Investing upfront in the mitigation of potential disasters will save your company and network in the long run. In the world of reliable hosting, for example, each infrastructure deployment includes all kinds of high availability (HA) and disaster recovery (DR) solutions. Investing in HA and DR solutions upfront will enable business continuity, avoid a lot of stress, and save you from the potentially devastating recovery costs.
What is disaster recovery?
According to TechTarget, “disaster recovery is an area of security planning that aims to protect an organization from the effects of significant negative events. DR allows an organization to maintain or quickly resume mission-critical functions following a disaster.”
This means that implementing DR requires a different approach for every organization, as each organization has its own mission-critical functions. Typically, some mission-critical functions run on or rely on IT infrastructure. Therefore, it is good to look at DR within the context of this (hosted) infrastructure; however, it should be part of business continuity planning as a whole.
Important questions to ask when you plan and design your mission-critical hosting infrastructure include:
- How much time am I prepared to have my mission-critical functions unavailable (RTO)?
- How much data am I prepared to lose, i.e. the time duration for which you will not be able to recover your data (RPO). For example, if you safely backup your data once a day, you can lose up to one day of data when a disaster happens.
- How much money will it cost the organization (per hour) when the mission-critical services are not available? DR measures include prevention, detection and correction.
Disaster recovery for common failures
Most hosting services include disaster recovery for most common failures such as failure of a physical disk, server, network switch, network uplink connection, or power feed. This is referred to as High Availability (HA).
A redundant setup solves failures as if an element fails, another infrastructure piece takes over. Redundant networking devices and cabling, multiple power feeds, seamless failover to battery power, and separate power generators that can run forever play an important role in keeping IT infrastructure and thus your software services up and running. Also in case of a fire in a data center, the fire is typically detected early and extinguished through gas (reduction of oxygen), without even affecting most equipment in the same data center hall. This means that most ‘disasters’ are being recovered without impacting the availability of the infrastructure services.
One of the most commonly used tools in DR is creating a frequent backup of your data. If a disaster occurs, you can then restore your backup and relaunch your mission-critical functions and other services.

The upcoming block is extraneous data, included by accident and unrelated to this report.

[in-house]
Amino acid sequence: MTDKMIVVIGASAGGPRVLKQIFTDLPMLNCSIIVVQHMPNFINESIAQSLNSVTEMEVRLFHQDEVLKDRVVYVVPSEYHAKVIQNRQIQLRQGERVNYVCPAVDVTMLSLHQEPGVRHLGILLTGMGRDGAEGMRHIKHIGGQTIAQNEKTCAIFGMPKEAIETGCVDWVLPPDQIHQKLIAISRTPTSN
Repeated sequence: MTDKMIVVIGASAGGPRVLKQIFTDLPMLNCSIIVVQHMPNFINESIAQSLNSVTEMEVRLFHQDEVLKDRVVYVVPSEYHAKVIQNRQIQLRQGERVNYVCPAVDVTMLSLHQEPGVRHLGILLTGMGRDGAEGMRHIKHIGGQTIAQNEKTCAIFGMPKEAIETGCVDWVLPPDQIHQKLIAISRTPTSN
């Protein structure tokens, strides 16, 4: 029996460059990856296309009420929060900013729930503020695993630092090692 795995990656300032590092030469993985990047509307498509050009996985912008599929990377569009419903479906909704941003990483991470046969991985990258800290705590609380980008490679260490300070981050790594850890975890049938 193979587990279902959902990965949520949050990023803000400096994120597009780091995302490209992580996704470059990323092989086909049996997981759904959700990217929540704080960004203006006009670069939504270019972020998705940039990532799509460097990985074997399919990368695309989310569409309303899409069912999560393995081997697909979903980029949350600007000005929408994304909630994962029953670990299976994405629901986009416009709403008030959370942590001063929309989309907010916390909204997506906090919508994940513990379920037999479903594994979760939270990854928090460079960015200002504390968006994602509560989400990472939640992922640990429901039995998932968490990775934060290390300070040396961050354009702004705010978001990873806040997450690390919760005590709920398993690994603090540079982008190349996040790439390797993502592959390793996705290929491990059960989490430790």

For faster relaunch of your services after a disaster, replication of your application servers and data can come in handy, as it is readily available to relaunch, compared to backups that would first need to be restored (which takes more time).
Preparing for critical disasters
To mitigate risks of larger disasters which are much less likely to happen, an alternative IT infrastructure environment to run your mission-critical functions can help to enable your business continuity.
Some choose to backup critical data to another location. Others replicate application servers and data to another location, with available hosting infrastructure, to be able to relaunch application services quickly or to have a seamless failover without service interruption.
In case you need to mitigate the risk of failure of the entire environment, the common solution is to include a failover data center site in your IT infrastructure setup. Disaster recovery by means of adding an alternative data center (also called Twin DC setup) also requires a tailored approach to identify the right setup for your applications and mission-critical functions.
Another important facet is to implement applications that can deal with infrastructure failures. Where in the past it was more common to trust on the underlying infrastructure for high availability, it has become more popular to implement applications in such a way that underlying (cheaper) infrastructure may (and will) fail, without impacting the availability of the mission-critical functions.
This means finding a balance between investing in more reliable hosting infrastructure, applications that deal with failures in the underlying infrastructure, and planning and preparing failover to an alternative infrastructure environment.
Making optimal use of DR investments
To make optimal use of DR investments you can choose to use the extra resources in a second datacenter even when there is no failover due to a large disaster in the primary data center location. You can spread workloads between both data centers, for example with half of the workloads running in each data center A. During a disaster, non-mission-critical services can be stopped to make space for mission-critical services to failover.
Another example is when all applications run in the primary data center, and only those applications and data related to the mission-critical functions are replicated and fail over to a second data center in case of disaster (active-passive).
The main takeaways
As every business is different when carrying out business continuity planning every organization should have their own approach to disaster recovery. The challenge for these organizations is going to be balancing the tools and methods available. The goal, however, should be clear for everyone – invest upfront to prevent higher recovery costs in case of a disaster.